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Yesterday

Yesterday Cover

 

Synopses & Reviews

Publisher Comments:

one

When I wake up I have a pounding headache behind my eyes just like I’ve had every morning lately. At first my eyelids refuse to open fully, and when they do the weak winter light wafting through my window burns my retinas. My brain feels sluggish and confused as I take in my surroundings: the white chest of drawers and matching mirror across from my bed; a collection of freshly laundered clothes folded neatly on top of the dresser, waiting for me to put them away; and a wooden desk with an open fashion magazine lying across it. Sometimes it takes me ten seconds or so to remember where I am and what’s brought me here . . . and as soon as I remember I want to forget again.

My mom says the headache’s probably a remnant from the bad flu we all caught flying back from New Zealand, but the other day I overheard her friend Nancy whisper, as the two of them peeled potatoes in the kitchen, that it could be a grief headache. The kind that strikes when you suddenly lose your father to a gas explosion and the three-­quarters of you left in the family have to move back to a place you barely remember.

Today is unlike the other days since we’ve been back because today I start school here. A Canadian high school with regular Canadian kids whose fathers didn’t die in explosions in a foreign country.

I’ve gone to school in Hong Kong, Argentina, Spain and most recently New Zealand, but Canada—­the country where I was born—­is the one that feels alien. When my grandfather hugged us each in turn at the airport, murmuring “Welcome home,” I felt as though I was in the arms of a stranger. His watery blue eyes, hawklike nose and lined forehead looked just how I remembered, yet he was different in a way I couldn’t pinpoint. And it wasn’t only him. Everything was different—­more dynamic and distinct than the images in my head. Crisp. Limitless.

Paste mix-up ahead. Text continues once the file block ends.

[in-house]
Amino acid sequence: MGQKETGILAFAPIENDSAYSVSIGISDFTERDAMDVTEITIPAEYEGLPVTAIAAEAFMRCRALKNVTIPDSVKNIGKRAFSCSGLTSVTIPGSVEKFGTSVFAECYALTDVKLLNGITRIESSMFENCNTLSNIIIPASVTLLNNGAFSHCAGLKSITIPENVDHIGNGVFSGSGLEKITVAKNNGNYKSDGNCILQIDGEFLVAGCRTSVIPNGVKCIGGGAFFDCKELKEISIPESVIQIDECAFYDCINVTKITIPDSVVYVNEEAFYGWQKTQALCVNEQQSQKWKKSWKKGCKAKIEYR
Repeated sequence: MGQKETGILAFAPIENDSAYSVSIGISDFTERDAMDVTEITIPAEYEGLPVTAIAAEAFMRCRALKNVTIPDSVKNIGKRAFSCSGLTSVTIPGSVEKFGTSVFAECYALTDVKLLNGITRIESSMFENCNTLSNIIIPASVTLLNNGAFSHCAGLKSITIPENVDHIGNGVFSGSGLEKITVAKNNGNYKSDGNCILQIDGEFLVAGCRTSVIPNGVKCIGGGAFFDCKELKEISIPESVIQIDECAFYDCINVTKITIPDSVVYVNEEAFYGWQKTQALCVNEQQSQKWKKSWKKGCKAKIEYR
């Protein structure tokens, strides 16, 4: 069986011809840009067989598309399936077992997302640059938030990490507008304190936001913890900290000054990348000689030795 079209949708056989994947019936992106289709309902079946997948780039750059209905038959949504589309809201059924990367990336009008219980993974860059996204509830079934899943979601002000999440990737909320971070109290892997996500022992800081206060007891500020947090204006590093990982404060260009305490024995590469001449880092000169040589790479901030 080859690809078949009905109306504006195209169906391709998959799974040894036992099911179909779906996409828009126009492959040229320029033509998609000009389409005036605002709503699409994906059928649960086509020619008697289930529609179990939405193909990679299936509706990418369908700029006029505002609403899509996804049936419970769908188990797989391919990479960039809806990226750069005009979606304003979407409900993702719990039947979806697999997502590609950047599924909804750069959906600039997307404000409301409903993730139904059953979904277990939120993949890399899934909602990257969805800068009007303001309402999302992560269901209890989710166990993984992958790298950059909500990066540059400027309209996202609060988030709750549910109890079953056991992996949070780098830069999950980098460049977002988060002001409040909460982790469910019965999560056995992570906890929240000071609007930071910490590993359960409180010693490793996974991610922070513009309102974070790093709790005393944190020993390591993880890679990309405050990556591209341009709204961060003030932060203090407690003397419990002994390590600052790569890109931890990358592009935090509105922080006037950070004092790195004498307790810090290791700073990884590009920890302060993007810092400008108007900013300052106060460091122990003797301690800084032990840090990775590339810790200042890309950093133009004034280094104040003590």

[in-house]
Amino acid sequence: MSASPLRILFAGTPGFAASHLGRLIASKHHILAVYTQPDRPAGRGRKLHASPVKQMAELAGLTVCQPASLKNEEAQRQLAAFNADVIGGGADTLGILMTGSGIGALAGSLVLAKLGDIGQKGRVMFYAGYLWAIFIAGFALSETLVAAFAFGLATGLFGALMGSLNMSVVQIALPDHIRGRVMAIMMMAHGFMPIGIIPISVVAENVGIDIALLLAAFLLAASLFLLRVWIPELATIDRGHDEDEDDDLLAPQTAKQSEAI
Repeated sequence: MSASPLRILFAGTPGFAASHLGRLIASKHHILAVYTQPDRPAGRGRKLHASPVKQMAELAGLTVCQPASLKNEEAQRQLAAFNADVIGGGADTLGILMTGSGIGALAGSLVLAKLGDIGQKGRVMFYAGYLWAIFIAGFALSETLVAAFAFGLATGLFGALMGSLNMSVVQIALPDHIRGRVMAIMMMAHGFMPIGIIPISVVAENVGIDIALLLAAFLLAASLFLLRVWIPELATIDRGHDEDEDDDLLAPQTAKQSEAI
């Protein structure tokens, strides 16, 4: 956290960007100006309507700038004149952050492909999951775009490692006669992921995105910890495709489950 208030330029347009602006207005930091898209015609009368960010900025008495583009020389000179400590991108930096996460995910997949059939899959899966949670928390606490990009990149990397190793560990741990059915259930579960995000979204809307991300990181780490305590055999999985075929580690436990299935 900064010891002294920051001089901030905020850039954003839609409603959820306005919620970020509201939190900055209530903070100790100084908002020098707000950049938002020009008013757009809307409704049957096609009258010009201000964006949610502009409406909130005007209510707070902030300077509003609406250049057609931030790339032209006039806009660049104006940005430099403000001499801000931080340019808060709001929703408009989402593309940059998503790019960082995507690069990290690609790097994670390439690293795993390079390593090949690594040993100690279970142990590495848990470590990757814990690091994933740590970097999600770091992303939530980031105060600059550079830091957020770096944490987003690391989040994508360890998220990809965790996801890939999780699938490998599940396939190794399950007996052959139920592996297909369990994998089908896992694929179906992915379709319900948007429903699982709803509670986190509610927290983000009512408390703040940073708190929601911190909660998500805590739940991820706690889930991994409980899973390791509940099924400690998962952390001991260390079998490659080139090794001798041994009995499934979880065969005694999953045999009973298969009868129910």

The shock, probably. The shock and the grief. I’m not myself.

I squint as I kick off the bedcovers, knowing that the headache will dull once I’ve eaten something. While I’m dragging myself down to the kitchen, the voices of my mother and ten-­year-­old sister flit towards me.

“I feel hot,” Olivia complains. “Maybe I shouldn’t go today. What if I’m still contagious?”

My mother humors Olivia and stretches her palm along her forehead as I shuffle into the kitchen. “You’re not hot,” she replies, her gaze flicking over to me. “You’ll be fine. It’s probably just new-­school jitters.”

Olivia glances my way too, her spoon poised to slip back into her cereal. Her top teeth scrape over her bottom lip as she dips her spoon into her cornflakes and slowly stirs. “I’m not nervous. I just don’t want to go.”

I don’t want to go either.

I want to devour last night’s cold pizza leftovers and then lie in front of the TV watching Three’s Company, Leave It to Beaver or whatever dumb repeat I can find. All day long. Repeat. Repeat. Repeat.

“Morning, Freya,” my mother says.

I squeeze past her and dig into the fridge for last night’s dinner. “Morning,” I mumble to the refrigerator shelves.

“They’re behind the margarine and under the bacon,” my mother advises.

And they are. I pinch the Saran Wrap–covered slices between my fingers and let the fridge door swing shut. Then I plop myself into the seat next to Olivia’s, although she’s junked up my table space with her pencil case and assorted school stuff. I could sit in my father’s place, which is junk-­free, but nobody except Nancy or my grandfather has used his seat since he died. This isn’t even the same table that we had in New Zealand, but still Olivia, Mom and I always leave a chair for my dad.

If he were here now he’d be rushing around with a mug of coffee, looking for his car keys and throwing on his blazer. You’d think a diplomat would be more organized but my father was always in danger of being late. He was brilliant, though. One of the smartest people you’d ever meet. Everyone said so.

I shove Olivia’s school junk aside and cram cold pizza into my mouth with the speed of someone who expects to have it snatched from her hand. My mother shakes her head at me and says, “You’re going to choke on that if you don’t slow down.”

I thought sadness normally killed appetite but for me it’s been the opposite. There are three things I can’t get enough of lately: sleep, food, television.